By smashing two boundaries in the first over of their innings, Warner made his intentions loud and clear. “Attack is the best defence.” This is how Warner approaches his game and he did at his best against Bangladesh in the final innings. Out of all the bowlers, he picked the off-spinner Mehidy Hasan Miraz. Whenever Mehidy came into the attack, Warner occasionally managed a boundary or two off his over. On the other hand, he was careful against Nassir Hossain and Shakib Al Hasan. While he was set at one end, he witnessed the early dismissals of Renshaw and Usman Khawaja on the other end. To release the sudden pressure on the team, he smashed Bangladesh’s best bowler, Shakib Al Hasan, for a humongous six followed by defending a couple of deliveries. He knew when to go for the big shot and when to defend it.

In the meanwhile, he brought his first fifty off 64 balls and from there Australia needed under 200 runs to win.

Warner raised the gears after he entered into his 80s. He first smashed Taijul Islam for a four behind square in the 33rd over. He picked a gap beautifully in the next ball and four again at extra-cover. After he defended the fourth ball to the short leg, he smashed again for four into the cover boundary and was two runs away from his second century in Asia.

Shakib Al Hasan, who had been troubling the visitors consistently in the match, allowed just a run to Warner and Australia in his over.

Tajul Islam was back and so was Warner on the strike. He went back and bashed it into the gap at the cover and ran like never to complete the two runs; he brought up his 19th Test century and broke into his usual celebration: pumped his hand as he leapt into the air. The dressing room stood up acknowledging the tremendous knock, that was taking Australia closer to an incredible victory. A win there would be their second-highest fourth-innings chase in Asia. Meanwhile, Smith and Warner also brought up only the fourth century stand in the fourth innings for Australia in Asia. Everything fell into place for the visitors. They needed to remain this calm and score the required 124 runs.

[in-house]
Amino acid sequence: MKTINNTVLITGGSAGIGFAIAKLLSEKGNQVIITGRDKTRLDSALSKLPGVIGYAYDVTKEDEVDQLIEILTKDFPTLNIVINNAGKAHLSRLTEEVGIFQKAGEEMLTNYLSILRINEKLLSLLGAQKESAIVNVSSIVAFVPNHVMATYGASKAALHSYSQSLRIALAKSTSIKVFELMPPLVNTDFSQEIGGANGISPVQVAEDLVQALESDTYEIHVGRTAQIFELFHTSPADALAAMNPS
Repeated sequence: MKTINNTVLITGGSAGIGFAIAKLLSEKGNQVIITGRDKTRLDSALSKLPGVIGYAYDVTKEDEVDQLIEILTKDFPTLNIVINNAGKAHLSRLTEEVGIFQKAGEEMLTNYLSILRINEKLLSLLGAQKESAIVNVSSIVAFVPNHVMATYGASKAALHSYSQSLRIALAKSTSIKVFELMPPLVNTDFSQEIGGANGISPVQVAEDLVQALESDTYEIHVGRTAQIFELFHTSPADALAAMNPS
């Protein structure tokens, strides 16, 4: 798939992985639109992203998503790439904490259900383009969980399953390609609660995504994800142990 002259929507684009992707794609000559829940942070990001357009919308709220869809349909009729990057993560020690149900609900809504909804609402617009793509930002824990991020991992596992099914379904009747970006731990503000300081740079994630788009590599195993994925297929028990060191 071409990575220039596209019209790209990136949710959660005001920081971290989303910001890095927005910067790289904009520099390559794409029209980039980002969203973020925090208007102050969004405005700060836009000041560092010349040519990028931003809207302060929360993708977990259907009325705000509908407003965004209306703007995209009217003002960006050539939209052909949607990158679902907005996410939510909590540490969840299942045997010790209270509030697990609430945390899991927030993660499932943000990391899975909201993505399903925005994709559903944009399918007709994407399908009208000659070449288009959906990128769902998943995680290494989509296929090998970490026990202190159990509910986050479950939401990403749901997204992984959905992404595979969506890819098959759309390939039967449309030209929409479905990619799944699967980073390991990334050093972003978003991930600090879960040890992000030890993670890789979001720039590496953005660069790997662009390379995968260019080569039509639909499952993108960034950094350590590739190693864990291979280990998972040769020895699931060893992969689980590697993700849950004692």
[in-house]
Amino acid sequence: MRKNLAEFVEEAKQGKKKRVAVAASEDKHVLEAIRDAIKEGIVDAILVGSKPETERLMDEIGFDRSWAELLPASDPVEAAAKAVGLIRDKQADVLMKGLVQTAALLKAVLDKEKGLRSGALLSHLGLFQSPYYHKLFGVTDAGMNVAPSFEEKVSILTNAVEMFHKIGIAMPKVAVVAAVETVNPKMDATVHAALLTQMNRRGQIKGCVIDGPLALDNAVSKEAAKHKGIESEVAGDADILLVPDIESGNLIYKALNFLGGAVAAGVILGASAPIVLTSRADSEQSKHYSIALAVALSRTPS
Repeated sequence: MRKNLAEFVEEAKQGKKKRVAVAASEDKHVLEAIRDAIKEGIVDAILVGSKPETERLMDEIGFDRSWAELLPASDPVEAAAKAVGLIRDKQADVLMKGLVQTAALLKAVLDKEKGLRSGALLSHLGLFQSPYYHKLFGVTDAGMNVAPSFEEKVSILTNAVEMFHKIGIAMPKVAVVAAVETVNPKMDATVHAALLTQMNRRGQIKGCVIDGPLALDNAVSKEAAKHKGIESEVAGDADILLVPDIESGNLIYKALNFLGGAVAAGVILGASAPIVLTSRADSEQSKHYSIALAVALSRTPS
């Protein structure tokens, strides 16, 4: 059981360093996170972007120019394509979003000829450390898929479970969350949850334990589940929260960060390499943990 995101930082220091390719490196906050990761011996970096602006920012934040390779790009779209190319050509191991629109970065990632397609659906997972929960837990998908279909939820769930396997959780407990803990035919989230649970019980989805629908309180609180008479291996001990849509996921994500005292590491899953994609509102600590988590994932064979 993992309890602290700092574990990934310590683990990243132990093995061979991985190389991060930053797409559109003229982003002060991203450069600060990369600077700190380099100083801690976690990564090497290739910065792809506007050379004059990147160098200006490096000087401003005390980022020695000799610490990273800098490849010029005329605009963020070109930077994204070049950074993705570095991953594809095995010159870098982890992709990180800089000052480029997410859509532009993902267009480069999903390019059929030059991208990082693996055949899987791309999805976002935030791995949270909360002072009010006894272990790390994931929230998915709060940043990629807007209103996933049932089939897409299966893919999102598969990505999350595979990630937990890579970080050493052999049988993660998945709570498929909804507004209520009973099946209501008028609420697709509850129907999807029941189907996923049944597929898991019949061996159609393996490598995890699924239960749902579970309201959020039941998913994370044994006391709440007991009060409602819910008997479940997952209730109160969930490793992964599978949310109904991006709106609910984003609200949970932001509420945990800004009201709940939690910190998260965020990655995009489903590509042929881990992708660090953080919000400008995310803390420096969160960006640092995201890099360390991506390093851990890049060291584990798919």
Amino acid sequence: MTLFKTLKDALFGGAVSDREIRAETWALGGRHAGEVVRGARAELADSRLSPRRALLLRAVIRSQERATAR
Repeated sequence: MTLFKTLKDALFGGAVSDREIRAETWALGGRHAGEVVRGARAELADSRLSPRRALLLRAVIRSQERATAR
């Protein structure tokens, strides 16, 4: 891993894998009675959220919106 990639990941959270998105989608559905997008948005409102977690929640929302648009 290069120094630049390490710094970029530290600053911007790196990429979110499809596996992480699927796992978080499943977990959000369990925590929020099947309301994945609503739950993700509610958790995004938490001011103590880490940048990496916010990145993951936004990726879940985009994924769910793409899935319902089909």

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However, all the hopes were shattered with Warner’s dismissal. Before him, the skipper was already sent back to the pavilion. The visitors lost five wickets in the final hour before lunch, and any remaining hope perished when Glenn Maxwell was bowled by left-arm spinner Shakib with the first ball of the second session.

To not let Warner’s hard work go in vain and to end Australia’s jinx in Asia, Pat Cummins was the only hope at the crease, who had an injured Josh Hazlewood in company. Australia needed 36 runs with one wicket in hand.

The off-spinner Mehedi Hasan, who had picked the previous wicket of Nathan Lyon, was given the ball. And suddenly, with two sixes, a double and a single on the last ball, Cummins took strike with Australia needing another 21 runs. All the Bangladeshi fans in the stands would have recollected the Fattulah Test where Ricky Ponting had helped Australia successfully chase down 307 runs with three wickets to spare. So far, a team winning a Test by a wicket has happened only for 12 times. Out of those 12 times, Australia were on the receiving end on five occasions so Cummins knew if he managed to pull off a stunner here, he would become a part of the history.

Sadly, it was Bangladesh’s turn to taste a piece of history. Mushfiqur Rahim and his boys became the first-ever Bangladesh side to defeat Australia in a Test. As Taijul Islam trapped Hazlewood leg before wicket on the last ball of the 71st over, Bangladesh sealed the close match by a mere 20 runs.

The Test would be remembered as Bangladesh’s historical maiden Test victory over Australia. The credit would certainly go to all-rounder Shakib Al Hasan’s 10 wickets in the match and a top-score of 84 for Bangladesh in the first innings. However, it must not be forgotten that the match turned out to be one of the best in the history because David Warner’s century in the final innings helped Australia put up such a close fight. Hopefully, this knock would lift his confidence and he will have more to offer when Australia take on Bangladesh in the second Test at Chittagong.


After the embarrassing loss in the first Test to Bangladesh, a No. 9 side in the world who had only won nine of 100 Tests prior to the Dhaka Test, Australia would be desperate to avoid even more humiliations that would come along a whitewash, if they lost the second Test.